There’s a Wikipedia page I’d visit at this point in our discussion: “List of wars and anthropogenic disasters by death toll.” The page is just what it sounds like—a list of the times our species has managed to kill the most of itself. It offers a quick, harsh look at the kind of things that might motivate a species to neuter itself. The Mongol conquests: 30 million dead (possibly as much as 7.5% of the planet’s human population at that time). World War II: at least 41 million dead. Famine during China’s Great Leap Forward: at least 15 million dead. Native American deaths during European colonization of the Western Hemisphere: at least 2 million.

What shocks me most about the list is that most of the events’ death tolls are only estimates. Ranges. Did World War II kill 41 million or 70 million? The famine of the Great Leap Forward: 15 million or 55 million? Native American deaths: 2 million or 100 million? Obviously, some scholars’ estimates must be wildly wrong. That’s not the point. The point is that we killed so many of each other during these events that counts can be off by tens of millions.

At what point do you decide, as Jonas’s ancestors apparently did, that your species is too murderous to continue in its current state? At what point do you decide that a life of reduced vibrancy and feeling for all is better than one of profound suffering for many?

But they kill old folks and babies! my students would say.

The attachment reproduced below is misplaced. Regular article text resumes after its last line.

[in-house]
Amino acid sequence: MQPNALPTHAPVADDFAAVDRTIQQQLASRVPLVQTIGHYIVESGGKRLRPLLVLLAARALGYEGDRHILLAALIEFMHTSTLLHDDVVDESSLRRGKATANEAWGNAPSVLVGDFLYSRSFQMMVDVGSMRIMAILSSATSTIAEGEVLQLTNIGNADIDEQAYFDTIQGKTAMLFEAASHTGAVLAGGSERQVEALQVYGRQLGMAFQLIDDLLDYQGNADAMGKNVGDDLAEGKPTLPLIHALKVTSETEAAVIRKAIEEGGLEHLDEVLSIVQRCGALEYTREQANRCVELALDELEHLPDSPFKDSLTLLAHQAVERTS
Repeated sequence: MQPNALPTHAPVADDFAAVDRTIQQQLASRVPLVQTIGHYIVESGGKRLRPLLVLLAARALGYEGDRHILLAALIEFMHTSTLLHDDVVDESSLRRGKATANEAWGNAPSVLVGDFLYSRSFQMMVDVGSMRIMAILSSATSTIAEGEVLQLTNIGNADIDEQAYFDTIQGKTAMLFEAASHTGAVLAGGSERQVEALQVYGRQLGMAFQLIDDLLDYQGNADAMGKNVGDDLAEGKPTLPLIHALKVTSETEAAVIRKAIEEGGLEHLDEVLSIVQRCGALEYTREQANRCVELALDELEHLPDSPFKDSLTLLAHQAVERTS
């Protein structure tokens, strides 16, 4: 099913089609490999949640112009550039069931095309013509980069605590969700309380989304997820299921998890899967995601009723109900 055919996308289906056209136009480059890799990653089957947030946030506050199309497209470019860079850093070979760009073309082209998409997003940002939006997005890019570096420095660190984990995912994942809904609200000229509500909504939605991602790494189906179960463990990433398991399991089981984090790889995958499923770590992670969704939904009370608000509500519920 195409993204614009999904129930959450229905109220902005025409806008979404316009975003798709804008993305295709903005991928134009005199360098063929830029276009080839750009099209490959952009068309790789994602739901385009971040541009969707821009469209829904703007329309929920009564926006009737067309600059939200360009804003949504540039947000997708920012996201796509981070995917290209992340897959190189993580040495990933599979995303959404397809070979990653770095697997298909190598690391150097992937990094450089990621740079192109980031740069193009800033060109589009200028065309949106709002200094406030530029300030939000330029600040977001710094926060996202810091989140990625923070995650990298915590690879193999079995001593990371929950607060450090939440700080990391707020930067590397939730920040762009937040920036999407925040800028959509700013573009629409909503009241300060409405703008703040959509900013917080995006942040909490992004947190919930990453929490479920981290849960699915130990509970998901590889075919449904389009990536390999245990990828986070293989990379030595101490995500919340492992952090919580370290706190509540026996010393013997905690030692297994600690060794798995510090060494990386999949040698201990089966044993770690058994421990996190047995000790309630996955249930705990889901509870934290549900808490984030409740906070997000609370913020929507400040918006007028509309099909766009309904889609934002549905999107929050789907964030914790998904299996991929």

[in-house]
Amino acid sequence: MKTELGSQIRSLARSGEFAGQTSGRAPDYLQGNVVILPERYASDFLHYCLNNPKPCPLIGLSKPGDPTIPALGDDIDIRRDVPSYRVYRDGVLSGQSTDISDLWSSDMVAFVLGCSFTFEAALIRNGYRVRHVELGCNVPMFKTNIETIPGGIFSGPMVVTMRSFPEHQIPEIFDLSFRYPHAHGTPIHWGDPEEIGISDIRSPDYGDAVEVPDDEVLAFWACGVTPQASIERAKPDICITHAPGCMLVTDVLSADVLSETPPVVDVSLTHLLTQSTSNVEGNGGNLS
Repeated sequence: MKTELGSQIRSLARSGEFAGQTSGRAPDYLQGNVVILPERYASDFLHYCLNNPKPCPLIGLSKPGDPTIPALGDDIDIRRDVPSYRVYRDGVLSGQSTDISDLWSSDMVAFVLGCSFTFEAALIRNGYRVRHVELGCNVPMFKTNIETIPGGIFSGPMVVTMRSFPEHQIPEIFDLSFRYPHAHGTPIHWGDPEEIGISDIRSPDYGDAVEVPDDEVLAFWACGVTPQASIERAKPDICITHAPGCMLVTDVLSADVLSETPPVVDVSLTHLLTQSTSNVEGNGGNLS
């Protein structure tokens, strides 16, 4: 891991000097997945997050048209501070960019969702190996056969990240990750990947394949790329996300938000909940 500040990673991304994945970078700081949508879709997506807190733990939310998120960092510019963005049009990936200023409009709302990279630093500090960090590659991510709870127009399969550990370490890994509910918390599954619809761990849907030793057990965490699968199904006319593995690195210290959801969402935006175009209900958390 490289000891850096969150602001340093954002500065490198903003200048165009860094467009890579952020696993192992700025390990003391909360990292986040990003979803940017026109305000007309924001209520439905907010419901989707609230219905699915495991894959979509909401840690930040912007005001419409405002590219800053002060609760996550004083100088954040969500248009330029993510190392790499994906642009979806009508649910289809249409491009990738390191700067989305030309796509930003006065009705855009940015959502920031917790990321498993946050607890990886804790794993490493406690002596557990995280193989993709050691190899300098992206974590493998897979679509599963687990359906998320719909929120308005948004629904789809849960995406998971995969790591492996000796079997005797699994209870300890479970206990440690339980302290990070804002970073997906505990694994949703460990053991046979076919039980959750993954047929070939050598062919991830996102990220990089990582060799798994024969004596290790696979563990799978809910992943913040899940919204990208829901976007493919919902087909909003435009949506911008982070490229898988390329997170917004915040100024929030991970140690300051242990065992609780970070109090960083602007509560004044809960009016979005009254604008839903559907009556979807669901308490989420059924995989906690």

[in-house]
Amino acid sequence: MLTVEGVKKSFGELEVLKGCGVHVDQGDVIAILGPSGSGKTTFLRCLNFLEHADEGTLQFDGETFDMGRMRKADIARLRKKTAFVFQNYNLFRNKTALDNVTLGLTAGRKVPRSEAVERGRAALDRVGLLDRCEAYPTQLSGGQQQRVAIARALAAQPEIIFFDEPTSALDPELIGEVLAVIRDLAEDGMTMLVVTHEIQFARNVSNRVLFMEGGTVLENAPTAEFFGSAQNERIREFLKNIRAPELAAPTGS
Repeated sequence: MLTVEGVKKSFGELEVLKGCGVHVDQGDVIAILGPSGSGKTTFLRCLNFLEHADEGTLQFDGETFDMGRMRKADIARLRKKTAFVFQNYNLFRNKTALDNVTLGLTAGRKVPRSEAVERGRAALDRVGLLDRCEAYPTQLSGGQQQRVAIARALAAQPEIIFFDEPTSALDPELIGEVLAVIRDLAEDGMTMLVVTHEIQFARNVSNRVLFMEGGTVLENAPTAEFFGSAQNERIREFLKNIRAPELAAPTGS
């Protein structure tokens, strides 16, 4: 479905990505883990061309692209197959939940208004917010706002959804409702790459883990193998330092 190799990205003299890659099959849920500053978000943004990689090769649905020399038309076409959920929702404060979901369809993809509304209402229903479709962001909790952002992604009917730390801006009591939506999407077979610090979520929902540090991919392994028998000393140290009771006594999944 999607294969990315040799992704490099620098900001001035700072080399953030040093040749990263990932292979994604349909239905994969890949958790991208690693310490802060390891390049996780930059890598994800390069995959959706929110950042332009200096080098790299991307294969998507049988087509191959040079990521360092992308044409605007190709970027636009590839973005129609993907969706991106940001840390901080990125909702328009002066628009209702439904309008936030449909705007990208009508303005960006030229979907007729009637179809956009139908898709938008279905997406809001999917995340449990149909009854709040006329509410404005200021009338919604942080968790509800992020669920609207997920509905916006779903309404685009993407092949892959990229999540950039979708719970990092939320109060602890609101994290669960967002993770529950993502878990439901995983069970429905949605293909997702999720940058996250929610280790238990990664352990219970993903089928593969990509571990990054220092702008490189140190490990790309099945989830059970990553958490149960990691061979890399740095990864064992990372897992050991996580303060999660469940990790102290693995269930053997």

Yeah, they do. But they kill because Lowry built that into them. They’re literary creations, not real people. So the question becomes, Why is euthanasia such a prominent part of Lowry’s dystopia?

Maybe she put that in there because if she hadn’t, it’d be a lot harder to believe Jonas is making the right choice. Maybe readers would look at Jonas’s people and think, Slavery, the Holocaust, the Gulags, the Belgian Congo … maybe we need neutering. Maybe we deserve to lose the memory of snow.

For me, The Giver asks the same question Kurt Vonnegut does in Galapagos: Would we be better if we were less? Lowry says no. Vonnegut doesn’t.

I might be with Vonnegut on this one.

2 comments

  1. Impossible to know without having experienced being exactly like everyone else, but since one of my life’s greatest driving forces is being even MORE different than everyone else is, you’d have a hard time convincing me it’s the right thing to do. It’s not just the mass deaths that result in the differences, it’s also invention and art.

    1. Well, the people in The Giver aren’t *exactly* like one another. They have different strengths and interests and end up doing different jobs in the community. But sameness is the general goal.

      Art and creativity of all kinds have disappeared in that society. The people in the novel have lost the best of what it means to be human: powerful feelings, the sense of the past, an understanding of death, the ability to learn and create, spiritual yearning. But they’ve also lost the worst of what it means to be human. The loss of the best seems terrible to me, but is it really a greater ill than the loss of the worst is a benefit? I guess that’s my central question: when you add up our pluses and minuses, aren’t we way in the red?

      I mean, if it were possible to create the kind of society you see in The Giver, how would you feel turning to someone who’s just lost her whole family in some war or another and being like, “Yeah, but Pulp Fiction is so good! And Anna Karenina … great stuff! You can’t expect me to give up art just so no one else gets burned alive, like your kids did.” The worst seems more bad than the best seems good.